My sister and I have decided to ‘take control’ of the visiting step-dad situation. Mum had been refusing to visit if we were not with her, she lives 5 – 10 minutes away from the hospital, as does my sister, I live an hours drive, minimum, away, my sister and I both work. Sister’s work had been very good allowing her huge flexibility, my work, after an initial response indicating that we were busy due to summer holidays so they were not happy to allow me time off, have responded to pressure from my colleagues and told me I don’t have to work this weekend although I did work my shifts during the week. This situation can’t continue though so, yesterday, my sister told Mum that we are risking ‘using up’ any goodwill from our our employers which may make it difficult if Ref’s worsens. That’s a ridiculous way to express things, his condition now is pretty close to not being able to get much worse without him dying, so I suppose that what I mean is if they tell us, again, that there are only hours left before he shuffles off his mortal coil. Thank heavens, Mum seems to have taken this on board and visited last night by herself, it’s me again today though.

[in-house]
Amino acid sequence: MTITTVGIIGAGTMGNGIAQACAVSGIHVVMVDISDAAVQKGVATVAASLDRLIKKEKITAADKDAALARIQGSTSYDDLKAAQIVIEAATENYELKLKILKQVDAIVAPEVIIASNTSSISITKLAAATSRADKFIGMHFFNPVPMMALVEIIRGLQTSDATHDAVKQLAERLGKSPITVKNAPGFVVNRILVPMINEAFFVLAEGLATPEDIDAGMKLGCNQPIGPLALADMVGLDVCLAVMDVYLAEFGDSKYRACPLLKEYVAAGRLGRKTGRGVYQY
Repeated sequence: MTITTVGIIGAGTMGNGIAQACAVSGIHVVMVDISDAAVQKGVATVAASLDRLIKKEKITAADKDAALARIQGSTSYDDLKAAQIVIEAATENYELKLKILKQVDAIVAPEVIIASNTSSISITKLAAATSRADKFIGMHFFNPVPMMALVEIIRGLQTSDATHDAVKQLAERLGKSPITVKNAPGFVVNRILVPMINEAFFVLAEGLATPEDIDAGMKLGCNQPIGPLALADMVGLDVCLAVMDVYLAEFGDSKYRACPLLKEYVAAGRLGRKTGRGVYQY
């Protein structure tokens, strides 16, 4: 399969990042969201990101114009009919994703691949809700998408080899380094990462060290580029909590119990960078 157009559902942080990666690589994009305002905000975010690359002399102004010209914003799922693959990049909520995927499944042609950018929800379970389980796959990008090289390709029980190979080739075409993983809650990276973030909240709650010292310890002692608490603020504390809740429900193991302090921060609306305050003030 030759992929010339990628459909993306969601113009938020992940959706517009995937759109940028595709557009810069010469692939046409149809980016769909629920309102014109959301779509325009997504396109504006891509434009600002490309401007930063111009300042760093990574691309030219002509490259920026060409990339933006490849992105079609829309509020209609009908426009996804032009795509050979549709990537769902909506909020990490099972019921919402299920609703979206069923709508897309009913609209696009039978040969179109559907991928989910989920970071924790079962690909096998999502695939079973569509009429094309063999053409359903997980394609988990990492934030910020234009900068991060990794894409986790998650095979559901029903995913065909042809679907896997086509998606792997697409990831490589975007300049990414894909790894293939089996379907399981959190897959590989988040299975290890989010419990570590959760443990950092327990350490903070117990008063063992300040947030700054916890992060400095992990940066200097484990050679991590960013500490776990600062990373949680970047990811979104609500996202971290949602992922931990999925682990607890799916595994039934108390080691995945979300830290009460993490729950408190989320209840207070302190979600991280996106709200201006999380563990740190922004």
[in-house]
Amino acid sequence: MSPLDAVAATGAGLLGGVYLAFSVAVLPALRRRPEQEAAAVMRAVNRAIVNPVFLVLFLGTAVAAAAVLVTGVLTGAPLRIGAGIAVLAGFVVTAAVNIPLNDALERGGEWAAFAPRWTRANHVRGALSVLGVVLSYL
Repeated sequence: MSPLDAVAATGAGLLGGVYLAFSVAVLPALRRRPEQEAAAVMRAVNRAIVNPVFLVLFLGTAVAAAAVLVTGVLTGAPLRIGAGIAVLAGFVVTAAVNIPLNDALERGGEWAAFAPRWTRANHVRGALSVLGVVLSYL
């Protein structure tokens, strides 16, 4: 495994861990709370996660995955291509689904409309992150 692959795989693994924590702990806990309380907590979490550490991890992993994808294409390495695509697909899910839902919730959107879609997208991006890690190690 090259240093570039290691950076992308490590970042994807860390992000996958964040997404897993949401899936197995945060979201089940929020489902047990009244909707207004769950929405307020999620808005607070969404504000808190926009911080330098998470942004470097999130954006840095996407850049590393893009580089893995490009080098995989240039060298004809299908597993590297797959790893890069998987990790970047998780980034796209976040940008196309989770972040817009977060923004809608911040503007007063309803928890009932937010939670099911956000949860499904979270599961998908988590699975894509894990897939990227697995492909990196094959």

Meanwhile, I haven’t seen a Grandchild in a week now, an unheard of situation. I usually care for the twins on Wednesday and Thursday but, due to the grim news on Tuesday indicating that Ref was going to die very shortly, their Daddy had to have one day off and their Auntie had to look after them the other. It’s like ripples emanating out from Ref’s hospital bed, Mum was initially hit by a tsunami, sister and myself experienced a freak wave, we are now all in the ‘perfect storm’ and those around us are in a heavy swell. In this situation the predictions about how events will unfold are even more unreliable than weather forecasts.

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Dying

No ‘ups and downs’ today, just a slow descent to the land of pneumonia. I’m a heartless woman, as my response was ‘Perhaps they should stop his antibiotics’. My sister has been ‘googling’ PVS and has decided that this is where Ref is now, I don’t know, all I do know is, that if this is where he is going to be residing for the rest of his life, then we should not prolong his tenancy.